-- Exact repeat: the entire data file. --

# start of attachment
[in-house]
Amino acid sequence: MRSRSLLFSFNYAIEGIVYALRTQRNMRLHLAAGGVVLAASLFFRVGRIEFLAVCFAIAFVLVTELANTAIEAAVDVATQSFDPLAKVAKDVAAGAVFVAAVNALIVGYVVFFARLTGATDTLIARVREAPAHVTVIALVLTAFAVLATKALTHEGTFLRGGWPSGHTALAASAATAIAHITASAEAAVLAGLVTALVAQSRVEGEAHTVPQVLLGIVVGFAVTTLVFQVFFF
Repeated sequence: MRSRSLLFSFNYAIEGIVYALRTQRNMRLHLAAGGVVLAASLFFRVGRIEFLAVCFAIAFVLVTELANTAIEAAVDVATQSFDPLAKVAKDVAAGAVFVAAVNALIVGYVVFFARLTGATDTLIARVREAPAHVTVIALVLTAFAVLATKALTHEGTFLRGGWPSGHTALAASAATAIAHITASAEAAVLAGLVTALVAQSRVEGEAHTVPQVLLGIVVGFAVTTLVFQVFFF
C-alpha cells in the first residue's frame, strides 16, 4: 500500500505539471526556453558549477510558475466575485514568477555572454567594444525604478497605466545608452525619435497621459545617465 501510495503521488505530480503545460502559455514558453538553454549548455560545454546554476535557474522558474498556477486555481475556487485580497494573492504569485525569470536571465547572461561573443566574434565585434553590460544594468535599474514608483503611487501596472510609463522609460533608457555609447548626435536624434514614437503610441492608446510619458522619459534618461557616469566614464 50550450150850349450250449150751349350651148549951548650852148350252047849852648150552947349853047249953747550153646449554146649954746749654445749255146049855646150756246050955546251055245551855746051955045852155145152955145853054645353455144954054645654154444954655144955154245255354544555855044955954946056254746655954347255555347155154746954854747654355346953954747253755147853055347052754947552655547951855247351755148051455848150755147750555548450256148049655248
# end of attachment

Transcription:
[in-house]
Amino acid sequence: MRSRSLLFSFNYAIEGIVYALRTQRNMRLHLAAGGVVLAASLFFRVGRIEFLAVCFAIAFVLVTELANTAIEAAVDVATQSFDPLAKVAKDVAAGAVFVAAVNALIVGYVVFFARLTGATDTLIARVREAPAHVTVIALVLTAFAVLATKALTHEGTFLRGGWPSGHTALAASAATAIAHITASAEAAVLAGLVTALVAQSRVEGEAHTVPQVLLGIVVGFAVTTLVFQVFFF
Repeated sequence: MRSRSLLFSFNYAIEGIVYALRTQRNMRLHLAAGGVVLAASLFFRVGRIEFLAVCFAIAFVLVTELANTAIEAAVDVATQSFDPLAKVAKDVAAGAVFVAAVNALIVGYVVFFARLTGATDTLIARVREAPAHVTVIALVLTAFAVLATKALTHEGTFLRGGWPSGHTALAASAATAIAHITASAEAAVLAGLVTALVAQSRVEGEAHTVPQVLLGIVVGFAVTTLVFQVFFF
C-alpha cells in the first residue's frame, strides 16, 4: 500500500505539471526556453558549477510558475466575485514568477555572454567594444525604478497605466545608452525619435497621459545617465 501510495503521488505530480503545460502559455514558453538553454549548455560545454546554476535557474522558474498556477486555481475556487485580497494573492504569485525569470536571465547572461561573443566574434565585434553590460544594468535599474514608483503611487501596472510609463522609460533608457555609447548626435536624434514614437503610441492608446510619458522619459534618461557616469566614464 50550450150850349450250449150751349350651148549951548650852148350252047849852648150552947349853047249953747550153646449554146649954746749654445749255146049855646150756246050955546251055245551855746051955045852155145152955145853054645353455144954054645654154444954655144955154245255354544555855044955954946056254746655954347255555347155154746954854747654355346953954747253755147853055347052754947552655547951855247351755148051455848150755147750555548450256148049655248